A Beautiful Thing

As the Intergovernmental Panel on Climate Change gathers in Japan to finalize their report on the status of global warming, I’m thinking about hope. Hope as choice and saving grace. Here’s a piece I wrote some time back.

My spouse and I recently watched a library DVD of the HBO series Enlightened, in which Laura Dern plays a woman seeking to expose the wrongdoing of her corporate employer.

Photo by manyhighways.com, via Flickr Commons

Photo by manyhighways.com, via Flickr Commons

The show is a mix of humor and pathos and drama, with the main character, Amy Jellicoe, revealed as both tender-hearted and colossally insensitive. She’s self-centered, obnoxious, impulsive—and, at times, luminous in her dreaming of a different world.

By the last episode, Dern’s character has discovered the cost of being a whistleblower, having lost her job and her love interest. The last blow comes when Amy’s mother says she is no longer welcome to live in her house.

The final scene finds her knocking at the door of her ex-husband Levi, who knows her best. Sitting next to Levi on his front stoop, Amy asks him, “Am I crazy?”

What a question. I’ve asked it of myself so many times. Am I crazy to think that this world can transform, that we can evolve as a species? Am I crazy to believe that we can pull each other to a higher vibration—one that would usher in a new era of equity and resilience?

Am I insane to believe that we can still thrive, even in the face of this terrible and seemingly irreversible mess we’ve made?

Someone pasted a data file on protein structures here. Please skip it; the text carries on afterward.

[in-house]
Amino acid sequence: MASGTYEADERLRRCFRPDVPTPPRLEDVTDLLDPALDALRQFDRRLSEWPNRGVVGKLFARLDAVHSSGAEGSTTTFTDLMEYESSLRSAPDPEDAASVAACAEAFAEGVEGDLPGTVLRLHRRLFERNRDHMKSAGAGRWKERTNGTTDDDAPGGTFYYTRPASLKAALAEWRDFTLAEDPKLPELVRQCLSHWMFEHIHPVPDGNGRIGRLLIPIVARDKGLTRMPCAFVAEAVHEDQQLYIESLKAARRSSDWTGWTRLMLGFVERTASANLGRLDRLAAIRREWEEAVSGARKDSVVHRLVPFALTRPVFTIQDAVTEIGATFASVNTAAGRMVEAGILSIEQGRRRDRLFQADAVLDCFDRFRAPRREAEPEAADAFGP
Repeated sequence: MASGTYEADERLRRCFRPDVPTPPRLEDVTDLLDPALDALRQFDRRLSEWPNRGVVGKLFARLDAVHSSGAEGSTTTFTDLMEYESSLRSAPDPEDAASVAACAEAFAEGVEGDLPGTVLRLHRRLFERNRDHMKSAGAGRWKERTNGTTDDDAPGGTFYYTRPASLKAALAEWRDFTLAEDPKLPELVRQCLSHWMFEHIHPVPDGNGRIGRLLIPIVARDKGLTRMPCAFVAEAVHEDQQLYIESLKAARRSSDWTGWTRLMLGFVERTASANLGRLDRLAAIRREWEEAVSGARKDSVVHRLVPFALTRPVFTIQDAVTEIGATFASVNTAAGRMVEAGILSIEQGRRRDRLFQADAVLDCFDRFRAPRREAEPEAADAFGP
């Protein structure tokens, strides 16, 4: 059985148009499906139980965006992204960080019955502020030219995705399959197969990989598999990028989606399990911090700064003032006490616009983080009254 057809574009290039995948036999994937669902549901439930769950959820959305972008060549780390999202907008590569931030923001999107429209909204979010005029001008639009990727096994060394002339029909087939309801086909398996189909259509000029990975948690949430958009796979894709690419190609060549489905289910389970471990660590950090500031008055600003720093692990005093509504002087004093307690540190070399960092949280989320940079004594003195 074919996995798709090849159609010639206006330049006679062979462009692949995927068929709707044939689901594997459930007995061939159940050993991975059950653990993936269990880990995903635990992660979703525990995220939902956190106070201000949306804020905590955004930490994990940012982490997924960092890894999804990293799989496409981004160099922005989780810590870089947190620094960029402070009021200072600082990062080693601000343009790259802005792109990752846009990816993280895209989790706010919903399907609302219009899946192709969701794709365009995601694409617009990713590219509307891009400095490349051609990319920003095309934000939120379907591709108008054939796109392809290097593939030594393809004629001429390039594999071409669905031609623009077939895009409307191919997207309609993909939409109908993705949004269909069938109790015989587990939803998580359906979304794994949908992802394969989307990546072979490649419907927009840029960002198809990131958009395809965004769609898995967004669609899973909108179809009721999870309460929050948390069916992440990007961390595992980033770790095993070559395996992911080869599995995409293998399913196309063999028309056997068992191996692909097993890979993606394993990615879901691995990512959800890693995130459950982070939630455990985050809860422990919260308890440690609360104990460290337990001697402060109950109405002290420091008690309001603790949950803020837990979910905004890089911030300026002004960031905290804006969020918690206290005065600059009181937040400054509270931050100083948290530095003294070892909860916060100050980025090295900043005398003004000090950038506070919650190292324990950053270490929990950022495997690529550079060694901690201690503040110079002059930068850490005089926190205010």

In the final words of the series, Levi, played by Luke Wilson, turns to her and says, “No.”

He says, “You’re just full of hope. You got more hope than most people do.”

He tells her, “It’s a beautiful thing to have a little hope for the world, you know?”

Photo by ZeHawk, via Flickr Commons

Photo by ZeHawk, via Flickr Commons

I’ve come to believe that to be hopeful is rarely foolish, or naïve, or crazy. Or if it is all of those, perhaps it doesn’t matter.

Hope is a choice I make for the sake of my own soul and soul of the world, for the health of those around me. I regularly renew my decision to be a holder of hope.

I choose to believe that it’s possible to live in such a way that doesn’t steal from the impoverished on the other side of the world, that doesn’t rape the earth. I choose to envision the possibility of healing this beleaguered planet.

Maybe I am crazy.

But I still believe. This better world is on its way.

To Be Hopeful in Bad Times

Howard Zinn, by Jim from Stevens Point, WI, USA, via Wikimedia Commons

Howard Zinn, by Jim from Stevens Point, WI, USA, via Wikimedia Commons

On this Labor Day, here’s a quote from a celebrated historian, the voice of the common people.

“To be hopeful in bad times is not just foolishly romantic. It is based on the fact that human history is a history not only of cruelty but also of compassion, sacrifice, courage, kindness.

What we choose to emphasize in this complex history will determine our lives. If we see only the worst, it destroys our capacity to do something. If we remember those times and places—and there are so many—where people have behaved magnificently, this gives us the energy to act, and at least the possibility of sending this spinning top of a world in a different direction.

And if we do act, in however small a way, we don’t have to wait for some grand utopian future. The future is an infinite succession of presents, and to live now as we think human beings should live, in defiance of all that is bad around us, is itself a marvelous victory.”

—Howard Zinn, from You Can’t Be Neutral On A Moving Train, 1994